I came to Calexico a little later than most. My first exposure to the Southwestern folk-rockers was via their cover of Love's "Alone Again Or", which was later released on the 2004 Convict Pool EP. This band had done something intriguing with their mix of mariachi horns and guitar twang though, taking on a song which I previously felt was all but untouchable and transforming it into something utterly unique and their own. As the years have gone by and I have further explored their back catalog, that particular cover choice doesn't seem quite as odd. In fact, it seems down right inevitable. "Alone Again Or", and early Love in general, isn't a bad comparison to a lot of what Calexico has done over the past ten years or so. "Victor's Jara's Hands", the opening song on Calexico's new record Carried to Dust, in particular sounds an awful lot like what you'd expect Arthur Lee to be doing had he lived to see 2008, with it's mix of Spanish and English vocals, a big, blaring horn part and an infectious wordless hook. Calexico reestablish their beloved ad-hoc mixture of Mexican & Southwestern sounds just seconds into Carried to Dust, signaling a slight return to their roots after the more indie rock oriented Garden Ruin from 2006.
Garden Ruin alienated many long time Calexico fans, as band leaders Joey Burns and John Convertino seemed to be aiming for widespread acceptance as opposed to simply following their musical muse. Hindsight shines a nicer light on Garden Ruin, as I see the record more as a one off experiment (and a successful one at that) than a complete change of heart for the band. As a result, Carried to Dust kind of splits the difference, both in terms of aesthetics and quality, between the more indie friendly Garden Ruin and the eclectic platter that was Feast of Wire (2003). So it's a compendium album of sorts, but only a compendium of the best kind. Following "Victor's Jara's Hands", Carried to Dust segues into a run of some of the strongest Calexico material to date, with the light "Two Silver Trees", the swooning "News About William" and the buoyantly catchy "Writer's Minor Holiday" all standing out. These are all relatively subdued songs, as Carried to Dust feels like one of the more comfortable entries in the bands catalog, but a couple numbers bring a more rock fueled flavor, in particular "Man Made Lake" and it's feedback enhanced guitar bridge.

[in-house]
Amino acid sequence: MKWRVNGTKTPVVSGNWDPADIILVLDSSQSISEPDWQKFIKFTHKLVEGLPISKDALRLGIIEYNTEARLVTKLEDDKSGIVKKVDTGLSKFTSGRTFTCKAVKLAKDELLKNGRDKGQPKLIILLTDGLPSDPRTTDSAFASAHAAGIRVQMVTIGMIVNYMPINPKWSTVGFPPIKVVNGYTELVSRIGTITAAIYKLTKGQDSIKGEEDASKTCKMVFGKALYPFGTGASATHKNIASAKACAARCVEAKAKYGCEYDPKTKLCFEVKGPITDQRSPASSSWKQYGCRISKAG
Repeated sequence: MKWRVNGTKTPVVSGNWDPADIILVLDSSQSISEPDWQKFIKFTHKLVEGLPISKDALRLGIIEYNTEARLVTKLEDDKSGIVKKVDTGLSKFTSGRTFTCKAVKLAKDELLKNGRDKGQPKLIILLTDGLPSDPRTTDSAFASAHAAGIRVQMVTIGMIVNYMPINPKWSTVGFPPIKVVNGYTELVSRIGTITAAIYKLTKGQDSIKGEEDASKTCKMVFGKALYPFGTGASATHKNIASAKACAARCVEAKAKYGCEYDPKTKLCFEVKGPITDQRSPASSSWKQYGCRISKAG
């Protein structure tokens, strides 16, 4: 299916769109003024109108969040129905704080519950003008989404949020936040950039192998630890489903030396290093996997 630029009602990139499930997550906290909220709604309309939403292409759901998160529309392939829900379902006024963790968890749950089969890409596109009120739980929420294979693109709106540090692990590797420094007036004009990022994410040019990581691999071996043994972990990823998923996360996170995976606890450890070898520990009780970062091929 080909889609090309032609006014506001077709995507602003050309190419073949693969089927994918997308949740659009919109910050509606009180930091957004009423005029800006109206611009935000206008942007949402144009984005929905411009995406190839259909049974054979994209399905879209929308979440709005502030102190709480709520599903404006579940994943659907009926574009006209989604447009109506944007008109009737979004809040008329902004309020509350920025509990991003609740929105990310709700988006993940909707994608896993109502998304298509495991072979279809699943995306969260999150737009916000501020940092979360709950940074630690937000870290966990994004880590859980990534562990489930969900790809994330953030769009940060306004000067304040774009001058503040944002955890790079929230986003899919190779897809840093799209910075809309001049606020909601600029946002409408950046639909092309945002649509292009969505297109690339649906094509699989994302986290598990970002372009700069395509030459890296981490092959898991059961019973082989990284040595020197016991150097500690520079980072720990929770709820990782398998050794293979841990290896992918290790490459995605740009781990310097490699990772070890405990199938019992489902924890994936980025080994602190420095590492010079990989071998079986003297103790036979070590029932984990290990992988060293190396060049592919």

The guest list of Carried to Dust is impressive as well and should entice curious onlookers, as Iron & Wine's Sam Beam provides beautiful backing harmonies on "House of Valapraiso" and the inimitable John McEntire (Tortiose) shows up on ghostly closer "Contention City". A band as consistency wonderful as Calexico runs the risk of being taken for granted, and this band unfortunately carries a much heavier burden than many bands. They rarely show up on top ten lists despite widespread critical acclaim (and despite what I am tell you, this won't show up on my top ten either), while their fan base even seems to have become complacent with the fact that every few years another solid Calexico record will come down the pike. But that is neither here nor there, and fortunately for Calexico they carry their status confidently and without pretense. This is a band that will probably be better appreciated years after the fact, but I have no problem championing Carried to Dust in the here and now.
Highlights: "Victor Jara's Hands", "Two Silver Trees", "The News About William", "House of Valapraiso", "Red Blooms"
"Victor Jara's Hands"
"Two Silver Trees"